And we can all be grateful for that.
It is every worker's right to chase the best job they can find. By the same token, it is an employer's right to lay down reasonable rules of conduct, which can include not publicly chasing another job. This is, perhaps, particularly pertinent in something like coaching, whereby the fact that a coach having one foot out the door hurts the team in a number of ways. It means he's not paying full attention to what he's doing, and it dents recruiting. It's not like other coaches will hesitate to use the "Why commit there, the coach is leaving anyway" approach if it gives them a leg up on a recruit.
All of which is to say that Boston College has a perfect right to protect their business, in this case their football team, by dumping an employee who was devaluing it, and who had acted against formally stated institutional policy. The fact that most places of business don't have rules like "Interview with the New York Jets and you're fired" is irrelevant; both parties were within their respective rights, and what played out was the result of adults making grown-up decisions.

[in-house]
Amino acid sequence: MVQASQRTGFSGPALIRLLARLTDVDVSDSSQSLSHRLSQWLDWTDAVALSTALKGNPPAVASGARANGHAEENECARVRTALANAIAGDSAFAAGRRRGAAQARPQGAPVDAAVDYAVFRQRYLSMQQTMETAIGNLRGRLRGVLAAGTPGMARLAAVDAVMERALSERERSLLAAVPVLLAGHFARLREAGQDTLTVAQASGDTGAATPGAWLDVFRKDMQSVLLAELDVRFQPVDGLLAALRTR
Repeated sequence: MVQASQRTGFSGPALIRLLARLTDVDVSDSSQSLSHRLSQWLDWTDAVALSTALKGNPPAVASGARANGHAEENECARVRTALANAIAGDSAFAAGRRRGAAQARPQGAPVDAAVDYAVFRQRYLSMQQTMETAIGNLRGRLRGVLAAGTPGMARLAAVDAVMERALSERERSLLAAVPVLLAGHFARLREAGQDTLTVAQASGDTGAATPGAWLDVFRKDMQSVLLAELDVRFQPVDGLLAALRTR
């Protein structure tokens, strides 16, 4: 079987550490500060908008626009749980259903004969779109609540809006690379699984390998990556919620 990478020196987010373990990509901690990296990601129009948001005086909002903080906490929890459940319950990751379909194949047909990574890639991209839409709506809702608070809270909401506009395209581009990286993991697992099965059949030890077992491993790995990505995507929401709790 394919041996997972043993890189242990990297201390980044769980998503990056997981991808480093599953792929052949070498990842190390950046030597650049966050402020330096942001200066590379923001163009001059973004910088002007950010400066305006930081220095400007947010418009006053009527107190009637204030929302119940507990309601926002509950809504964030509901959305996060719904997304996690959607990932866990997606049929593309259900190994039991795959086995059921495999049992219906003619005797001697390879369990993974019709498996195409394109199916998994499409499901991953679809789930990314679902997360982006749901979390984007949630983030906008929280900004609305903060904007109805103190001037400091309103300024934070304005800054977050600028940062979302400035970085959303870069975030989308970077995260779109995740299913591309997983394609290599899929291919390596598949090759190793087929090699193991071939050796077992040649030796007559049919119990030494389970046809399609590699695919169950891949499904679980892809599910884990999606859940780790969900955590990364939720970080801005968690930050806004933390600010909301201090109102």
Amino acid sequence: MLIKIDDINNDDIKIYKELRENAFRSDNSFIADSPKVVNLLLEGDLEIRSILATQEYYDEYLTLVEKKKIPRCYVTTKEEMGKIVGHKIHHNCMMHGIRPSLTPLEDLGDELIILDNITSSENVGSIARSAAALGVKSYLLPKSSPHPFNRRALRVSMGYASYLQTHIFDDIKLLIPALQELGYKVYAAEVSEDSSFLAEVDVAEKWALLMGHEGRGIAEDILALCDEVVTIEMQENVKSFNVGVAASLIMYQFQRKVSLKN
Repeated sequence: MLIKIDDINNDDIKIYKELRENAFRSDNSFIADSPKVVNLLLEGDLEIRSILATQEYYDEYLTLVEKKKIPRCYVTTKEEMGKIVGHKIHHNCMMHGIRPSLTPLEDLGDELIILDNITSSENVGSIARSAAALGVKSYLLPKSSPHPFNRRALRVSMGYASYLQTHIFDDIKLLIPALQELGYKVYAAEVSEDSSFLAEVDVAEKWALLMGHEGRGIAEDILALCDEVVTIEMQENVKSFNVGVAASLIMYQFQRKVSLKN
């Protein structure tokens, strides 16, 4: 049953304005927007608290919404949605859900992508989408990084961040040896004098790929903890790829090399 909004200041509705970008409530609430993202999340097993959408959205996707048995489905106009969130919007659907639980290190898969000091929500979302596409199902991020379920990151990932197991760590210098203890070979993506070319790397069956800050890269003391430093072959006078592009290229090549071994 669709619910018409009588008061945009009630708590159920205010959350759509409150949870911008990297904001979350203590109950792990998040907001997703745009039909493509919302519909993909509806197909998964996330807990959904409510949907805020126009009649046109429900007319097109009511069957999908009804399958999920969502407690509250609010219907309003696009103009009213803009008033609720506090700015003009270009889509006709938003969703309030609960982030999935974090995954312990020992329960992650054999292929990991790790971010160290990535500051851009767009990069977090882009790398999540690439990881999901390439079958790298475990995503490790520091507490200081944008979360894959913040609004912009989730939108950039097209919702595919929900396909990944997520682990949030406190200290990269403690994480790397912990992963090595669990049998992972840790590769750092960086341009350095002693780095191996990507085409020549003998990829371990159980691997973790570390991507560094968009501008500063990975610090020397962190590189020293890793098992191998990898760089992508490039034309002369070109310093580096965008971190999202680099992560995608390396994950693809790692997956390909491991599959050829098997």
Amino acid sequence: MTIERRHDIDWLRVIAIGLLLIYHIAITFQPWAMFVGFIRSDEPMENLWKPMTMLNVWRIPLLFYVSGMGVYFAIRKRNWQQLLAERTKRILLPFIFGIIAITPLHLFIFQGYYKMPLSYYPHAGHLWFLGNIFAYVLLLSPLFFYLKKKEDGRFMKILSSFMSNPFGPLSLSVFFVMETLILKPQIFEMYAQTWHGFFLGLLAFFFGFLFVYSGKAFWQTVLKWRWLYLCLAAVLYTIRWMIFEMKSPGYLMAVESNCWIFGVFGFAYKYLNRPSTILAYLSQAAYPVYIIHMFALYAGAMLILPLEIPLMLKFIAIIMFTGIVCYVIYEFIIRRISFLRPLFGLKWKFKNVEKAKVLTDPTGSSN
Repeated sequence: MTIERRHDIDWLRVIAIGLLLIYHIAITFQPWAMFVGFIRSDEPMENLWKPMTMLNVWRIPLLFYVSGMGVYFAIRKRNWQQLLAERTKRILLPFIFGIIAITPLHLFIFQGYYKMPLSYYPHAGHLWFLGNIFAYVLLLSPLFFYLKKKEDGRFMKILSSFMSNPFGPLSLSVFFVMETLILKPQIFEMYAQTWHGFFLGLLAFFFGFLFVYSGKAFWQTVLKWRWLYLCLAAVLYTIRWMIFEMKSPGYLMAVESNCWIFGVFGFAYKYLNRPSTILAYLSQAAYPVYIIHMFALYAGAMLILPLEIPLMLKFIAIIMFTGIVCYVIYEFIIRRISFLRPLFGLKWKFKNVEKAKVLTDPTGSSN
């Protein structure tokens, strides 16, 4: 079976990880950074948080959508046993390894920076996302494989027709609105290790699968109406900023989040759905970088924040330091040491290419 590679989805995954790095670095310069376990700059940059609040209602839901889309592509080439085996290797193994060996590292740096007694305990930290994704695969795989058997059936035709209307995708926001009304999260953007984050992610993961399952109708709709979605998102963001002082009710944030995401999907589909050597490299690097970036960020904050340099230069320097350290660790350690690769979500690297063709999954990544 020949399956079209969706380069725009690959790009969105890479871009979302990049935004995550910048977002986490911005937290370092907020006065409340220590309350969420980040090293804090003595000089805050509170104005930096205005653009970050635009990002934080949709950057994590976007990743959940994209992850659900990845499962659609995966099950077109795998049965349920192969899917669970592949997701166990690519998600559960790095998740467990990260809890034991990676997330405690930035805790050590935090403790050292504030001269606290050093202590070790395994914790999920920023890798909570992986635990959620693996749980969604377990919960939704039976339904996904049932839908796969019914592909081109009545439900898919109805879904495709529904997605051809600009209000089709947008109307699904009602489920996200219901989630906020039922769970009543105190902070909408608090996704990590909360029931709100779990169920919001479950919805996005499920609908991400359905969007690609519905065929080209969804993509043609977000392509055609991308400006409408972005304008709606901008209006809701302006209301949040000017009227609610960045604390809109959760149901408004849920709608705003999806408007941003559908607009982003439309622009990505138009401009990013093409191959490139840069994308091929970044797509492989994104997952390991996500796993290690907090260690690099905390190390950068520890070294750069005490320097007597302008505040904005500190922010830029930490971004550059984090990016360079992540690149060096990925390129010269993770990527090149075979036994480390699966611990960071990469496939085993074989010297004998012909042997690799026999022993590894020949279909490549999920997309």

That being said, I'm still disappointed BC offensive coordinator Steve Logan didn't get the job after Jagodzinski got the boot. I had the pleasure of listening to Logan's radio show for a while after his stint at ECU, and it was entertaining, energetic, and presented in a southern accent you could spread on toast with jam. Combine that with Sully from Saugus calling in t' ask de coach er queschun, and, well, it's poetry. Sheer poetry.